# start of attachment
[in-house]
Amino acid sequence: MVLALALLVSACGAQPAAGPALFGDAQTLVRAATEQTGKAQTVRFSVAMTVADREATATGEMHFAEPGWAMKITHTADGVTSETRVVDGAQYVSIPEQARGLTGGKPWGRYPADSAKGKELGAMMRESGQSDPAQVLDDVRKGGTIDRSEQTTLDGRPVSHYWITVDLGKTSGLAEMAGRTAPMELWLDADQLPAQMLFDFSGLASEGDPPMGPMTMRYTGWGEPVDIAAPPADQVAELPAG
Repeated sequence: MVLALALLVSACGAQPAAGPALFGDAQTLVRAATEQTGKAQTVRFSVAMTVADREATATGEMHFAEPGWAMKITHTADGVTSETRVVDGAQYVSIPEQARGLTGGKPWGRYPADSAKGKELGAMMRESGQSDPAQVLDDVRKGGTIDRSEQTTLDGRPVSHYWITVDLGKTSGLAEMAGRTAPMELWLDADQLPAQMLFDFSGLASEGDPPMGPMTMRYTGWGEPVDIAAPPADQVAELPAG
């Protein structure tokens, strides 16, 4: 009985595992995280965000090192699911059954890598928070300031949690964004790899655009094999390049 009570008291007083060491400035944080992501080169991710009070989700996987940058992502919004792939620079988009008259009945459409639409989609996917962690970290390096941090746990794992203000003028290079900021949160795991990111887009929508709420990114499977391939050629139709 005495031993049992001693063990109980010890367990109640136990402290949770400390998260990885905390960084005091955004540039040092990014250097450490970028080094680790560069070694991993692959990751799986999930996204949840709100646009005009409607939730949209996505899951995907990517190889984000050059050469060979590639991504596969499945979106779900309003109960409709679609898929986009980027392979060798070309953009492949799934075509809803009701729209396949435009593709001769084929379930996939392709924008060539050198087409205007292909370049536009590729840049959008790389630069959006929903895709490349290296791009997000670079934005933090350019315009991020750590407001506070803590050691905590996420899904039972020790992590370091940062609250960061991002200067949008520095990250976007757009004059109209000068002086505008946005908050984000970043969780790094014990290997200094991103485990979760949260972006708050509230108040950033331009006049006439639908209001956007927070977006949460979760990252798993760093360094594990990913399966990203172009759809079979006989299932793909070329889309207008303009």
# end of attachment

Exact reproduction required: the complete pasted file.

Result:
[in-house]
Amino acid sequence: MVLALALLVSACGAQPAAGPALFGDAQTLVRAATEQTGKAQTVRFSVAMTVADREATATGEMHFAEPGWAMKITHTADGVTSETRVVDGAQYVSIPEQARGLTGGKPWGRYPADSAKGKELGAMMRESGQSDPAQVLDDVRKGGTIDRSEQTTLDGRPVSHYWITVDLGKTSGLAEMAGRTAPMELWLDADQLPAQMLFDFSGLASEGDPPMGPMTMRYTGWGEPVDIAAPPADQVAELPAG
Repeated sequence: MVLALALLVSACGAQPAAGPALFGDAQTLVRAATEQTGKAQTVRFSVAMTVADREATATGEMHFAEPGWAMKITHTADGVTSETRVVDGAQYVSIPEQARGLTGGKPWGRYPADSAKGKELGAMMRESGQSDPAQVLDDVRKGGTIDRSEQTTLDGRPVSHYWITVDLGKTSGLAEMAGRTAPMELWLDADQLPAQMLFDFSGLASEGDPPMGPMTMRYTGWGEPVDIAAPPADQVAELPAG
């Protein structure tokens, strides 16, 4: 009985595992995280965000090192699911059954890598928070300031949690964004790899655009094999390049 009570008291007083060491400035944080992501080169991710009070989700996987940058992502919004792939620079988009008259009945459409639409989609996917962690970290390096941090746990794992203000003028290079900021949160795991990111887009929508709420990114499977391939050629139709 005495031993049992001693063990109980010890367990109640136990402290949770400390998260990885905390960084005091955004540039040092990014250097450490970028080094680790560069070694991993692959990751799986999930996204949840709100646009005009409607939730949209996505899951995907990517190889984000050059050469060979590639991504596969499945979106779900309003109960409709679609898929986009980027392979060798070309953009492949799934075509809803009701729209396949435009593709001769084929379930996939392709924008060539050198087409205007292909370049536009590729840049959008790389630069959006929903895709490349290296791009997000670079934005933090350019315009991020750590407001506070803590050691905590996420899904039972020790992590370091940062609250960061991002200067949008520095990250976007757009004059109209000068002086505008946005908050984000970043969780790094014990290997200094991103485990979760949260972006708050509230108040950033331009006049006439639908209001956007927070977006949460979760990252798993760093360094594990990913399966990203172009759809079979006989299932793909070329889309207008303009």